I have recently tried to change my latex file into doc. I needed to send my economic thesis to somebody, and they don't know what to do with the latex file. The first time, I had send the pdf, but they prefer making comments in word.
So I figured out, that I am just going to transform pdf to word, and I already did once. This time, the results were not pretty, so I tried to find another way.
The next one was pandoc, which have the ability to transform latex to docx, but the first time I tried, there was no citations (which is a big no-no for master thesis). So I tried to include the citation.
When I was doing the transformation the first time, it just hang there, and nothing happened. When I came to check my bash history right now, to copy the one that did not work, and I figured out, why it did not work. The following one did work right now:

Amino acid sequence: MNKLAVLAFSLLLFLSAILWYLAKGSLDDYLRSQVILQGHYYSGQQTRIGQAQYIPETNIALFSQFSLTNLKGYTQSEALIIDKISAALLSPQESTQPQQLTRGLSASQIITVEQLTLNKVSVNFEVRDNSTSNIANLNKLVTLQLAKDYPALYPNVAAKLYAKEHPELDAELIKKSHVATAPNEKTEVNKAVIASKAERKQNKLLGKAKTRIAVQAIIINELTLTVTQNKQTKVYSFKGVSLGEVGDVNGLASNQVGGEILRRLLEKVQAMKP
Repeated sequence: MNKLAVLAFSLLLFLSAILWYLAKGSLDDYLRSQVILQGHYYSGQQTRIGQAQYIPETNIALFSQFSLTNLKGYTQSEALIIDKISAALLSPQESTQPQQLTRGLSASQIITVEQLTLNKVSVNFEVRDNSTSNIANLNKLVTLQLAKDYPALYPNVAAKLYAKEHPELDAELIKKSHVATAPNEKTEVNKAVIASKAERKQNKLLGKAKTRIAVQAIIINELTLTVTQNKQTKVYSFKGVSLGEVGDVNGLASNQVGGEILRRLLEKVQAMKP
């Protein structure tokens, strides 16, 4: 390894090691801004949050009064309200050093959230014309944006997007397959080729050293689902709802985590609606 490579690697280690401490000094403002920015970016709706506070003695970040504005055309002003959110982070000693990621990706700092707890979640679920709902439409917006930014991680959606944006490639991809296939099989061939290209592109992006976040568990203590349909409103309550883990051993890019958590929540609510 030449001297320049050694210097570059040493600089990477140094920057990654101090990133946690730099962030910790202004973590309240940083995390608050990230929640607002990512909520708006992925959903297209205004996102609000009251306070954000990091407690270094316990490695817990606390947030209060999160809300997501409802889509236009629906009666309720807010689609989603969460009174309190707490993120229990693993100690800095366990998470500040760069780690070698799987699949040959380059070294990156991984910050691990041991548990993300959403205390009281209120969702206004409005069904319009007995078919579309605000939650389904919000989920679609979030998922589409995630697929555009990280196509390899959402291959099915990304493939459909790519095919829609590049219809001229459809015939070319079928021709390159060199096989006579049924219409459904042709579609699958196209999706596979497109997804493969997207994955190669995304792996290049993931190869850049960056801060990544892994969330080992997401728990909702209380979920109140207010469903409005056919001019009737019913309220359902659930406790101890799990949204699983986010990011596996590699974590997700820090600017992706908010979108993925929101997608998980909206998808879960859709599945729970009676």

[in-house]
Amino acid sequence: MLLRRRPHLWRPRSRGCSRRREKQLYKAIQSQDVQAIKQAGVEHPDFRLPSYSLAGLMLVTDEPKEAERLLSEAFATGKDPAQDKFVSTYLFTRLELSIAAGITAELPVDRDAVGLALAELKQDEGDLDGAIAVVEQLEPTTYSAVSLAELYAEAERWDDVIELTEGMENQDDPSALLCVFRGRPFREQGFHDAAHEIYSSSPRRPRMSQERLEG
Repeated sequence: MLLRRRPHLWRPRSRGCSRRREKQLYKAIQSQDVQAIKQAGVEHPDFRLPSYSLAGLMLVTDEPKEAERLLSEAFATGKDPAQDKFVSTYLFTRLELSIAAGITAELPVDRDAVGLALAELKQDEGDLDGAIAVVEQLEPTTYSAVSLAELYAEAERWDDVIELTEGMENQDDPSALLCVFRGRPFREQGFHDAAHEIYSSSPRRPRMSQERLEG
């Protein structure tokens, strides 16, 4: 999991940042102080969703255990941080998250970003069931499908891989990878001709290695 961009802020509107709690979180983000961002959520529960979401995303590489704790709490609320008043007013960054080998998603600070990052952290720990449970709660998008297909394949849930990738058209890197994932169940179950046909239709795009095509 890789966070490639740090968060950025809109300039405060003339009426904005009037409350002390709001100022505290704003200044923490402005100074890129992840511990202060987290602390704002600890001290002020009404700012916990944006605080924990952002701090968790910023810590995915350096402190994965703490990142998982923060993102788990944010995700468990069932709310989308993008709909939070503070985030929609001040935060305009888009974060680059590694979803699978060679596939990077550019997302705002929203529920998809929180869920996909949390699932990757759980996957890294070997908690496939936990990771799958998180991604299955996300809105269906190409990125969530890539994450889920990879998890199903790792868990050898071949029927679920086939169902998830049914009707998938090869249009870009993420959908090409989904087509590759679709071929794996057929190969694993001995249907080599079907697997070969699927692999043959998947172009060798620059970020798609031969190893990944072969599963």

```bash pandoc texfile.tex --bibliography=bibfile.bib --csl=style.csl -o finalfile.docx ```
Which means, that I sent the wrong version to a mentor again. That is embarrassing. Really embarrassing.
Well, while I was trying to figure out, why it was just hanging (I forgot to include the latex file), I checked the internet. One thing that they noted was, that bib file should be ASCII only. Well, mine certainly was not. So I had to find a way to find these non-ASCII characters. So I found this somewhere, which prints every line with non-ASCII characters and highlights them:
```bash grep --color='auto' -P -n "[^\x00-\x7f]" filename ```
The --color tells us, when to highlight things (always, never or auto), the -P means that the expression is Perl regex expression, and -n also prints line numbers, so things are easier to find in the file.
So, if anybody want to transform latex to word, this is a way to do it.